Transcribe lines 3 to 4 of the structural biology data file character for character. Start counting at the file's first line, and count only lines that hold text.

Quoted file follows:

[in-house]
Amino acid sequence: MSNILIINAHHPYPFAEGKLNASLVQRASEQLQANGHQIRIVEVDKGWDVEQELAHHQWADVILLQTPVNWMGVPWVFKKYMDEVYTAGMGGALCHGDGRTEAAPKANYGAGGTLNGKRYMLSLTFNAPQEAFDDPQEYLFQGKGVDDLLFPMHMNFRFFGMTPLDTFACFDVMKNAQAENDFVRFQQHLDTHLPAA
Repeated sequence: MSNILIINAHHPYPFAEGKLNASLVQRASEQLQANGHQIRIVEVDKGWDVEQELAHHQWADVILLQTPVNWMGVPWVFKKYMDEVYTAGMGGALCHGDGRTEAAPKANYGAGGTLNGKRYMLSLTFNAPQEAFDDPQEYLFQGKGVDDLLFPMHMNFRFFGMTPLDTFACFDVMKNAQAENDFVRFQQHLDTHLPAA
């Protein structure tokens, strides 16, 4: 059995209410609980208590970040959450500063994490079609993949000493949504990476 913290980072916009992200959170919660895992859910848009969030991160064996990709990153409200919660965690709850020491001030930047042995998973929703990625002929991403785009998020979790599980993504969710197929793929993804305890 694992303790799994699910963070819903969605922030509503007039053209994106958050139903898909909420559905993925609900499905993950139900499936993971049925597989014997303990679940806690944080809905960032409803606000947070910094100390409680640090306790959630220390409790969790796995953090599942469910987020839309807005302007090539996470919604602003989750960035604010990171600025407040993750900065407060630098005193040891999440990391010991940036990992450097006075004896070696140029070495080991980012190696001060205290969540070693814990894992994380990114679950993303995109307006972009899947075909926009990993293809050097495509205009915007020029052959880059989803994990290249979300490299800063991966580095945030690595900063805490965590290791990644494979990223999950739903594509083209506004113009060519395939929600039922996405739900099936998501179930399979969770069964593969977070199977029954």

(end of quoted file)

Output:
Repeated sequence: MSNILIINAHHPYPFAEGKLNASLVQRASEQLQANGHQIRIVEVDKGWDVEQELAHHQWADVILLQTPVNWMGVPWVFKKYMDEVYTAGMGGALCHGDGRTEAAPKANYGAGGTLNGKRYMLSLTFNAPQEAFDDPQEYLFQGKGVDDLLFPMHMNFRFFGMTPLDTFACFDVMKNAQAENDFVRFQQHLDTHLPAA
């Protein structure tokens, strides 16, 4: 059995209410609980208590970040959450500063994490079609993949000493949504990476 913290980072916009992200959170919660895992859910848009969030991160064996990709990153409200919660965690709850020491001030930047042995998973929703990625002929991403785009998020979790599980993504969710197929793929993804305890 694992303790799994699910963070819903969605922030509503007039053209994106958050139903898909909420559905993925609900499905993950139900499936993971049925597989014997303990679940806690944080809905960032409803606000947070910094100390409680640090306790959630220390409790969790796995953090599942469910987020839309807005302007090539996470919604602003989750960035604010990171600025407040993750900065407060630098005193040891999440990391010991940036990992450097006075004896070696140029070495080991980012190696001060205290969540070693814990894992994380990114679950993303995109307006972009899947075909926009990993293809050097495509205009915007020029052959880059989803994990290249979300490299800063991966580095945030690595900063805490965590290791990644494979990223999950739903594509083209506004113009060519395939929600039922996405739900099936998501179930399979969770069964593969977070199977029954």